South Africa’s Mail and Guardian reports on the inauguration ceremony of Senegal’s new president Macky Sall, who it describes as a "stolid geologist".
Sall was sworn in yesterday to succeed Abdoulaye Wade. The paper compares the different political careers of the two men. On the one hand, Wade spent 25 years as an opposition leader while Sall won the top job in government on his first attempt.
The paper observes that many commentators had believed that Sall would get into the presidential palace under Wade’s patronage. But instead Sall’s career was a "spectacular rise" in which he held several ministerial posts before becoming prime minister. He fell out of grace with Wade, quit the party and struck out on his own.
Wade did concede defeat gracefully after losing to Sall in the 25 March run-off, telephoning the new president to congratulate him from the palace which Sall will now occupy.
Sall’s priorities are now to deal with Senegal’s public finances and resolve the food crisis in the north of the country, as well as halving the size of the government.
The Nairobi-based Daily Nation reports on simmering tensions between Sudan and South Sudan.
Yesterday, South Sudan called on Kenyan President Kibaki and Prime Minister Raila Odinga to intervene to avert a full-scale war between the two nations.
During a press conference in Nairobi, South Sudan's information minister Barnaba Marial Benjamin accused Khartoum of conducting sustained bombing attacks on villages and oil fields in South Sudan over the past four days.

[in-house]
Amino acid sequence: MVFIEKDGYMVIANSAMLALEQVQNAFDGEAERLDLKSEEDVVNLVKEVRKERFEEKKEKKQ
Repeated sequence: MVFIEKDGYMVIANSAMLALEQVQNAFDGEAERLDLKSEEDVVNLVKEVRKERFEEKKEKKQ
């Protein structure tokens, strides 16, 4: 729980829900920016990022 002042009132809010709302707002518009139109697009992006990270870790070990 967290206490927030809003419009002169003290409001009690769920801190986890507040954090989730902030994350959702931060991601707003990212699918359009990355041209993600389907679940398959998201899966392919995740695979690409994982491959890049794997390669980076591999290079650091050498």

According to the paper, Benjamin said that the raids were designed to scupper a planned visit by Sudanese President Omar Al Bachir to Juba today to sign two framework agreements on nationality and borders.
Nigerian paper The Vanguard wades into the debate over the next head of the World Bank. A Nigerian, Ngozi Okonjo-Iweala is in the running.
And, according to the paper’s editorial, she should get the top job. Until recently she was one of the managing directors at the bank and this should have given her ample experience to pick up the job.
The Vanguard gripes that the top job at the bank has always gone to an American, due to an informal pact with European leaders who traditionally nominate a candidate to the head of the other major financial institution, the IMF.
But, argues the daily, the US is facing an unprecedented challenge this time around. Angola, Nigeria, South Africa and the entire African leadership are challenging this status quo.
It says that her nomination is good for Nigeria and the African continent. It adds that African leaders expect an open and fair selection for the appropriate person to take the position.
The Heritage paper of Monrovia has obtained documents showing that one of the president’s sons is suing a Liberian paper for 11 million dollars for libel.
Robert Sirleaf, son of president Ellen Johnson-Sirleaf, claims that the Independent newspaper published a libellous article in early March about his control of Liberian oil resources. That article headlined ‘Sirleaf’s Oil or Liberians’ Oil?’
Sirleaf is the chairman of the Board of Directors of Liberia's national oil company.
Apparently, Sirleaf says that the Independent did not sufficiently fact-check the story which accused him of hijacking five oil blocks.
But, the Independent refuses to issue an apology. The paper’s lawyer retorts that the question mark in the headline posits a hypothesis and undermines Sirleaf's accusations of libel.
He added that “The use of lawsuits to muzzle the free press into submission may be a show of power because of privilege, but it inarguably threatens our new democracy and undermines the dynamic leadership credentials of his mother.”